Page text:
TDC fears rates relief could set precedent
A group of Richmond residents are likely to receive rates relief in the next financial year, after facing massive rates increases when their land was rezoned.
But the conditions of that relief will only be decided after a public consultation period, starting next month.
Tasman district councillors agreed at a full council meeting in Richmond yesterday to start the consultation process on rates relief for 14 landowners in Headingly Lane and Lower Queen St. They were affected by rates increases of up to 270 per cent in 2011 after their land was rezoned from rural to commercial as part of the council's Richmond West Development project.
Councillors voted 9-2 to put two options - rates remission and rates deferment - out for consultation in the annual plan, which is due out on March 23.
A remission policy would result in the council waiving the higher rates, while a deferment would postpone the payment of the increased rates until a later date - for example, when the landowner sells the property.
Although councillors were unanimous that rates relief needed to be implemented for the next financial year, there was debate over the most suitable form of relief and its conditions.
Their main concern was that a remission policy would be too costly and could result in future "liability issues" for the council.
"It's a real balancing act," Tasman Mayor Richard Kempthorne said. "If we give rates remission, there are real liability issues that could affect the rest of the district.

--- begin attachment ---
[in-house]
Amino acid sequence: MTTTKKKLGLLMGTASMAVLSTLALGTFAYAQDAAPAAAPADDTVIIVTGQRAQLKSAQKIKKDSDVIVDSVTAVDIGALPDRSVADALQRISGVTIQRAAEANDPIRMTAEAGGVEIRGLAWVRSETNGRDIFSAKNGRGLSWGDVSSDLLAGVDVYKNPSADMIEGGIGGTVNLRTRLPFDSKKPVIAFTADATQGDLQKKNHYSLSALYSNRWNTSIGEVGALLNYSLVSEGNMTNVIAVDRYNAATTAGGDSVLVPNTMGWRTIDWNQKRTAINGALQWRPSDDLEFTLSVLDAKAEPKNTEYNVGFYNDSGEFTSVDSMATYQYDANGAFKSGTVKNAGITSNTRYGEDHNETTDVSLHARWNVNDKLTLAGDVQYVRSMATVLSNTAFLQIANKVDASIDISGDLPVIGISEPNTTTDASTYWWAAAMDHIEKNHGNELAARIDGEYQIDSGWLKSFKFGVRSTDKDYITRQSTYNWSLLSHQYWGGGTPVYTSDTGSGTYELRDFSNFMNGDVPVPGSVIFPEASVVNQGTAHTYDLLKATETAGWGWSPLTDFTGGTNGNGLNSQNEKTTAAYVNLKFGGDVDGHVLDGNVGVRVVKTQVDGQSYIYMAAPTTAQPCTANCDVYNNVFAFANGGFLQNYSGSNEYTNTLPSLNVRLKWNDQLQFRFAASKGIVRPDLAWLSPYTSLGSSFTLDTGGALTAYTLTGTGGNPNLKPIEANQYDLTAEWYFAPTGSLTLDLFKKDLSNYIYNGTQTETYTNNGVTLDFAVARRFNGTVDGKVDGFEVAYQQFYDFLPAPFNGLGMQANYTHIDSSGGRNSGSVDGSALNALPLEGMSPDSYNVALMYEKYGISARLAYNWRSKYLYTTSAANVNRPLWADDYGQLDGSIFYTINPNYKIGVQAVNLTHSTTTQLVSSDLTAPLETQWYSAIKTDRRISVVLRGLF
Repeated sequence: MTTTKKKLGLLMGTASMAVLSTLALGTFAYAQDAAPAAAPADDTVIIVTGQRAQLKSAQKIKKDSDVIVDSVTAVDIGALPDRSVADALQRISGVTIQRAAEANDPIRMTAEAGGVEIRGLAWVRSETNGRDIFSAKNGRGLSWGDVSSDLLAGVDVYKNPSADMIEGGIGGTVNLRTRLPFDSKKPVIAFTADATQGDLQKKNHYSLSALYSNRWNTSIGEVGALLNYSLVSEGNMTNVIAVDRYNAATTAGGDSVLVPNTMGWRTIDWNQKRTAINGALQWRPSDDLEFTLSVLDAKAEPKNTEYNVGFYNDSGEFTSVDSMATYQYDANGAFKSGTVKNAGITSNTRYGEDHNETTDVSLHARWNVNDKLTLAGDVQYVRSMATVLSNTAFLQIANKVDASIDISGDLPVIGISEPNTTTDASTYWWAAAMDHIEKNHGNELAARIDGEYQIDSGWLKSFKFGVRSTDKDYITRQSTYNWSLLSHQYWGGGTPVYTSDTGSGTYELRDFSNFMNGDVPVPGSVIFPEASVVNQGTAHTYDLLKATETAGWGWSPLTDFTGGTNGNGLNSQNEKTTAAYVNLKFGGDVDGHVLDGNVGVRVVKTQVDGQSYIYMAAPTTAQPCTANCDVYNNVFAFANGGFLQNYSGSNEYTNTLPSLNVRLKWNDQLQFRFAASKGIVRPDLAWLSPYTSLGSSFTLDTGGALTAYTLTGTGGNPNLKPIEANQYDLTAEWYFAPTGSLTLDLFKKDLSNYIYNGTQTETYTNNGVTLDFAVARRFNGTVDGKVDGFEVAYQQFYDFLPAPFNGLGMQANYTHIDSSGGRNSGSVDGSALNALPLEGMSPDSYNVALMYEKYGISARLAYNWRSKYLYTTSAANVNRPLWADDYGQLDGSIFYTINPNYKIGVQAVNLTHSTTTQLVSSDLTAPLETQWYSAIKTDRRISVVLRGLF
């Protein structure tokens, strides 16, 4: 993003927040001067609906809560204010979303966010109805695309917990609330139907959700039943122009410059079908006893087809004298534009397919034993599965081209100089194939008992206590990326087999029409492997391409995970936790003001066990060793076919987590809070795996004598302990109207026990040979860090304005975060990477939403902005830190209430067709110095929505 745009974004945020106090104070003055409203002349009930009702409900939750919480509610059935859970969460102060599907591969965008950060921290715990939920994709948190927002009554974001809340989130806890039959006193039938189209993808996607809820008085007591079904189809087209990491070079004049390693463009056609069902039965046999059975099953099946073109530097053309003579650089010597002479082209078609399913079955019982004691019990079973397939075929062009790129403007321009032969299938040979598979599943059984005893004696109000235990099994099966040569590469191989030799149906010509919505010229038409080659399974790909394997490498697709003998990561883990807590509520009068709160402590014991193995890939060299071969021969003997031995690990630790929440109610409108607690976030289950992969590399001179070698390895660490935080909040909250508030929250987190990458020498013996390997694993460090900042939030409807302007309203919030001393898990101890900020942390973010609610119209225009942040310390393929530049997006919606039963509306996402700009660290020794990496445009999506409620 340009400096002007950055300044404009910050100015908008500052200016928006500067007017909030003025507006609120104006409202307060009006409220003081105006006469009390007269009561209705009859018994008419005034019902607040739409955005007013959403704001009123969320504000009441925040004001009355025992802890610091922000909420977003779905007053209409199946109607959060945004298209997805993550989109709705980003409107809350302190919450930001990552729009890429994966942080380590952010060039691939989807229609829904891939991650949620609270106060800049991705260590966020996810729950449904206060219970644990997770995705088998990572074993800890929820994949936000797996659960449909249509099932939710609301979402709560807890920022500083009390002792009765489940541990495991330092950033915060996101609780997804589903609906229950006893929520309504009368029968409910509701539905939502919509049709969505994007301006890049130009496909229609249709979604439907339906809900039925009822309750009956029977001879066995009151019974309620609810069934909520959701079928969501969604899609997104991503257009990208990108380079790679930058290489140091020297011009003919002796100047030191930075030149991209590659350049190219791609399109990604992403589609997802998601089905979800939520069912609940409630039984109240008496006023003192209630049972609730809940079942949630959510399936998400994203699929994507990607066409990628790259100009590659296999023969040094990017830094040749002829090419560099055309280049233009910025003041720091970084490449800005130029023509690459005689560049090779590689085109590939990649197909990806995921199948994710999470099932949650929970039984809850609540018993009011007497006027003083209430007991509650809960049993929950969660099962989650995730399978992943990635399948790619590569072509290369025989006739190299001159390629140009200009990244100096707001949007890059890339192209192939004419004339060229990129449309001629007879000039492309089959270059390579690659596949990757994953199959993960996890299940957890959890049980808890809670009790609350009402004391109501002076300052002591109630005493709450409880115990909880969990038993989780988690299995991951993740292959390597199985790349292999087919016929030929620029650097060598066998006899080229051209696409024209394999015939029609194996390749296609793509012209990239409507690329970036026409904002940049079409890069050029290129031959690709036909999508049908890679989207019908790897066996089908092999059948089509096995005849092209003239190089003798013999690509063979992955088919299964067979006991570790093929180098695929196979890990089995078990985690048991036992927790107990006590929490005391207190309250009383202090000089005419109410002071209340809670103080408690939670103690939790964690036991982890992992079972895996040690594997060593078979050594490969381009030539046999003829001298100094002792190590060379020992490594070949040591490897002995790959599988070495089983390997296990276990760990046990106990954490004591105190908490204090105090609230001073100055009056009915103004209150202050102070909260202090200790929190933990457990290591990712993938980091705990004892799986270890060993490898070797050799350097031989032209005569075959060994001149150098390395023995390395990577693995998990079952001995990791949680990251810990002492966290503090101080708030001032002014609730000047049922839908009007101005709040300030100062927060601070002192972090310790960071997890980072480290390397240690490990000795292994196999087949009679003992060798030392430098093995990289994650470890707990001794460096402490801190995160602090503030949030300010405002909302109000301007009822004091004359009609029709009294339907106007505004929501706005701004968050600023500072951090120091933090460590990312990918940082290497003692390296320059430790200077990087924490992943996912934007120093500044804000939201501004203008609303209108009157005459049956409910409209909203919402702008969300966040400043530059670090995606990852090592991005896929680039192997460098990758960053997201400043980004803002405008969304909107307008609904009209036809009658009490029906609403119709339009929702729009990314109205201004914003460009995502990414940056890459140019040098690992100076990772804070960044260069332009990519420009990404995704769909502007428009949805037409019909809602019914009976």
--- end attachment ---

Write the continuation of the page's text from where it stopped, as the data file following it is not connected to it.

"We could have the same situation with a much bigger rezoning, and that would have a much bigger impact on ratepayers."
Tasman District Council chief executive Lindsay McKenzie said in his report to the council that "we haven't specifically addressed the effect [of rates relief] on other ratepayers", although he stated that remission would mean "other ratepayers will meet the shortfall". The total annual rates increase for the Headingly Lane residents as a result of the rezoning was $40,000.
Deputy mayor Tim King said a remission policy would need a time line, because it could encourage landowners with historic rates increases as a result of rezoning to apply for backdated rates relief.
"This is a lot bigger than Headingly Lane, so we need to keep this in mind," Mr King said. "It needs to apply to the whole district, because once you provide relief to Headingly Lane, other residents can also expect relief."
Councillors Brian Ensor and Glenys Glover voted against putting a rates remission policy out for consultation, saying deferment was the only affordable option.
Some of the Headingly Lane residents spoke at the public forum before the meeting, and made it clear that they thought the rates increases were unjustified and that remission was their preferred option.
Colin Fraser said it was unfair for the council to charge commercial property rates from "day one of a 50-year development plan".
"All we want is a simple and clear rates remission."
Debbie Fitzpatrick asked how the council could justify the increase when residents were receiving the same services. She said Headingly Lane residents should not be paying commercial rates when they did not have footpaths, sewerage or stormwater services.
"We are being charged business rates on a grazing paddock."
Although the Headingly Lane rates dispute has lasted over a year, councillor Judene Edgar said the council was determined to resolve the issue. She was adamant that both options needed to go out for consultation so that "we can hear the full range of views".
"We need this signed off by June 30 so it will apply for the next rating year. That is a key consideration."
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